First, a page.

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Slavery and the Second Amendment: From Slave Patrol Militias to School Shootings

The Second Amendment states: "A well regulated Militia, being necessary to the security of a free State, the right of the people to keep and bear Arms, shall not be infringed."

Why was the term "free State" used, rather than "free Nation" or "free Country"? Actually, the term "free Country" appeared in the original version of the Second Amendment. However, the wording was changed to appease the slave states. Why? Was it because influential slaveholders wanted the Bill of Rights to sanction slave control militias? As H. M. Henry noted: "Slavery was not only an economic and industrial system ... it was a gigantic police system." Each southern police state was "kept safe"—at least for its white citizens—by armed militias. Unfortunately, if the free states wanted a Union, they would have to make a "deal with the Devil" in the form of terrible compromises with the slave states. The first terrible compromise was to allow the ghastly institution of slavery to be "legal" in the United States. A second terrible compromise can be found, ironically, in the Second Amendment. And that compromise is now allowing children to be gunned down by serial killers in schools like Virginia Tech University, Columbine High School, Parkland's Marjory Stoneman Douglas High School and even grade schools like Sandy Hook Elementary, thanks to the NRA and its gung-ho Second Amendment supporters.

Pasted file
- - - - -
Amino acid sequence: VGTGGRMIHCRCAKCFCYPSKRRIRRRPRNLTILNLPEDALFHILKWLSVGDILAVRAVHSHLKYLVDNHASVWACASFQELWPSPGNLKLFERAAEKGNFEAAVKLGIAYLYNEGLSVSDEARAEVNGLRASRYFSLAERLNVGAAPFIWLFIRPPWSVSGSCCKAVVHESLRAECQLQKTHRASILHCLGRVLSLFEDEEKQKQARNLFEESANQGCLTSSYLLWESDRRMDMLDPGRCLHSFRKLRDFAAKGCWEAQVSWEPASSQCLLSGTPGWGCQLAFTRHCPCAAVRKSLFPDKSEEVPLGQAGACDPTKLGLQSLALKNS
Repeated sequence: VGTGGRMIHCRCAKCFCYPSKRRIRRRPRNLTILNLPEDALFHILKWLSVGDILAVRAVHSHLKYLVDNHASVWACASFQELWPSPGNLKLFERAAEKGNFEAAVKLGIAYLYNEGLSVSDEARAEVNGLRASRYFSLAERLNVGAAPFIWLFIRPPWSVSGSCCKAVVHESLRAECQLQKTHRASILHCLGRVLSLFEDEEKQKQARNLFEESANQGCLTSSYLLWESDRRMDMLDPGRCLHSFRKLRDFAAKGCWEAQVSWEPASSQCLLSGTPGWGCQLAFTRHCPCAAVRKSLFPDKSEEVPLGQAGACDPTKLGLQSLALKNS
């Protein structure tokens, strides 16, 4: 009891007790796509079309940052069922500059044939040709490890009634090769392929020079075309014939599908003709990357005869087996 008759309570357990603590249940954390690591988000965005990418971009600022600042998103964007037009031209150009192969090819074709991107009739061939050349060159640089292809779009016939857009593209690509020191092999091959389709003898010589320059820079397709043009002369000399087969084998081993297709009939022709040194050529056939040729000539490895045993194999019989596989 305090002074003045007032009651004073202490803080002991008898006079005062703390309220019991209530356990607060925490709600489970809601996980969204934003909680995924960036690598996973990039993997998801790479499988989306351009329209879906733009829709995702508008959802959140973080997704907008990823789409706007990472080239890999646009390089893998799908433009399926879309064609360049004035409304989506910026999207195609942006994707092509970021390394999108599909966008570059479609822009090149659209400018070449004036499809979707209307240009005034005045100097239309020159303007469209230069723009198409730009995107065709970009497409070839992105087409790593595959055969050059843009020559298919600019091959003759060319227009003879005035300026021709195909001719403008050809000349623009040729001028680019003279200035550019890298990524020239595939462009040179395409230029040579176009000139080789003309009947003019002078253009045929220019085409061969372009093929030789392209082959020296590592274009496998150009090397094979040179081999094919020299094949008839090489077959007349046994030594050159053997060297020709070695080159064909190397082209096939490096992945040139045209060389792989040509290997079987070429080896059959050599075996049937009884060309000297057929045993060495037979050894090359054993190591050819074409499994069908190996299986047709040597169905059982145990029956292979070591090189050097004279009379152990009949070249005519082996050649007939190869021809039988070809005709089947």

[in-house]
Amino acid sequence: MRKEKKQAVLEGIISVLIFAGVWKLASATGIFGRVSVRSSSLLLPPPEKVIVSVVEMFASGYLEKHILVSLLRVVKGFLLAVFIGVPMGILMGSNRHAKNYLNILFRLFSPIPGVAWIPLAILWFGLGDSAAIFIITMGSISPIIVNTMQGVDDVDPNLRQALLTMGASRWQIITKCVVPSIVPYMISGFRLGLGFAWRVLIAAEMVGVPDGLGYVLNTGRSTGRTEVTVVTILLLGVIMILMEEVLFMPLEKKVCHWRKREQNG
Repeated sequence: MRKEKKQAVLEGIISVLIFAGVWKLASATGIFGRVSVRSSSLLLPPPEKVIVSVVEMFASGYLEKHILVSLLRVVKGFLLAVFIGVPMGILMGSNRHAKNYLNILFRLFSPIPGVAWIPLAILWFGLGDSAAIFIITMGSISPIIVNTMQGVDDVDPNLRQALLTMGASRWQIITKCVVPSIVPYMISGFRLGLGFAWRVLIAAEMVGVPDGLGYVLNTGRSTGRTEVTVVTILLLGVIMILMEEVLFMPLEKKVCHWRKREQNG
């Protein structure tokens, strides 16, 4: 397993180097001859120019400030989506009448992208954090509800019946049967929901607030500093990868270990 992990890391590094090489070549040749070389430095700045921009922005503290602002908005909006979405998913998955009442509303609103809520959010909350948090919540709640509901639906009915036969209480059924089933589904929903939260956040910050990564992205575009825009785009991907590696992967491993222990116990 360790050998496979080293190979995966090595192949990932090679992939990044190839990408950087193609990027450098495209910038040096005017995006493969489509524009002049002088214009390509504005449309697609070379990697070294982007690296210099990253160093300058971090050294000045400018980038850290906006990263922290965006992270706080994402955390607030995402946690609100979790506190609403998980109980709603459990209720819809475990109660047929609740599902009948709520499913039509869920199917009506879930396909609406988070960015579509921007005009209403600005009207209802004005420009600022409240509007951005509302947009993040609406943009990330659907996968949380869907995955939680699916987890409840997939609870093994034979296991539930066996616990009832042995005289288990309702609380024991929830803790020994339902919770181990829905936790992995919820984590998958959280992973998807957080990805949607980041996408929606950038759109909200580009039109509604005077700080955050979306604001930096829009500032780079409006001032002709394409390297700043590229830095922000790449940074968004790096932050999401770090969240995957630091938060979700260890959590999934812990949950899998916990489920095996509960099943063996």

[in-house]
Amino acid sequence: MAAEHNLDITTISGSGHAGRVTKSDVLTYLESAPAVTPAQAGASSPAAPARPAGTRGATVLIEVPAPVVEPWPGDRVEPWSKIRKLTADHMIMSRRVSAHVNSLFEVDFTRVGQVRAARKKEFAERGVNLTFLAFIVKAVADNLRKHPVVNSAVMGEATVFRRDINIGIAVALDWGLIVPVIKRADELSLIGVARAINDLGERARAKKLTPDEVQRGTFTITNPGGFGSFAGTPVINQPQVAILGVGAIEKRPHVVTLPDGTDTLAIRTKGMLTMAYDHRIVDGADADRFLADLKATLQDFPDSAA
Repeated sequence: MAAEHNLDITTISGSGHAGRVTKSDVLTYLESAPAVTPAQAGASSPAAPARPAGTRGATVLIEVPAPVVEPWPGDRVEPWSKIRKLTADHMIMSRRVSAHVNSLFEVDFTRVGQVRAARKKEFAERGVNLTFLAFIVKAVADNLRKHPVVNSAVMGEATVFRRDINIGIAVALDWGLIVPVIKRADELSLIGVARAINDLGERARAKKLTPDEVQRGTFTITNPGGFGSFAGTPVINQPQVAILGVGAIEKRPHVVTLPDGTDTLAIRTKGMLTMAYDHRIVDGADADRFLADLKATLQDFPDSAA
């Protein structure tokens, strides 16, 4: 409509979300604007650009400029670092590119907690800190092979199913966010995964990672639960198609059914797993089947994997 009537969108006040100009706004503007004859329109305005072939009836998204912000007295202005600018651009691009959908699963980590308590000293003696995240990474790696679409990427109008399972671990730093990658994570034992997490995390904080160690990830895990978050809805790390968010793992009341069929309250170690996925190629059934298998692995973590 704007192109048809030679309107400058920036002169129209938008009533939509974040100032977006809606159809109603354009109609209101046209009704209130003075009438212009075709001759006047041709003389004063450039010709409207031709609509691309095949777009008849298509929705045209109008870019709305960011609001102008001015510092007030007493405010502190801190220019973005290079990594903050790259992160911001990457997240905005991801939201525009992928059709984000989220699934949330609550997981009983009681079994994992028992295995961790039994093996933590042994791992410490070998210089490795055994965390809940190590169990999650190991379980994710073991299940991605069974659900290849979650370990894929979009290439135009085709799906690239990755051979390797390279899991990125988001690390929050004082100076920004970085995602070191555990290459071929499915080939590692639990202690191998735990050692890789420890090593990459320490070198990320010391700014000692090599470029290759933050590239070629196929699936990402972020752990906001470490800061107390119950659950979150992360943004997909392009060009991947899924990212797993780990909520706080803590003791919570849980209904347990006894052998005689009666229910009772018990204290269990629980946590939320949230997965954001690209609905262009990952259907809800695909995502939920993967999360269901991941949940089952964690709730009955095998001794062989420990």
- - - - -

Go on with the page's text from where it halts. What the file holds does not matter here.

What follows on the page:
The Virginia Diaries: The Second Amendment Cast of Characters

James Madison, the "Father of the Constitution" and a slaveholder, would rewrite the Second Amendment to protect slave militias.
Thomas Jefferson, the "Father of The Declaration of Independence," abhorred slavery but owned hundreds of slaves including his own children by Sally Hemmings.
Patrick Henry, who said "Give me liberty or give me death!" fought long and hard for liberty-denying slave militias.
George Mason, the "Father of the Bill of Rights" and a slaveowner, verbally opposed slavery while in reality protecting it.
George Washington, the "Father of his Country" and a slaveowner, headed the convention but did not take part in the debates.
Benjamin Franklin was the most prominent non-Virginian, and an abolitionist who had freed his slaves.

by Michael R. Burch, an editor and publisher of Holocaust, Trail of Tears and Nakba poetry

In his U.C. Davis Law Review article "The Hidden History of the Second Amendment," Professor Carl T. Bogus of the Roger Williams University School of Law offers an interesting thesis: James Madison re-wrote the Second Amendment to assure the southern states that Congress would not undermine the slave system by disarming militias which at that time were the principal instruments of slave control throughout the South.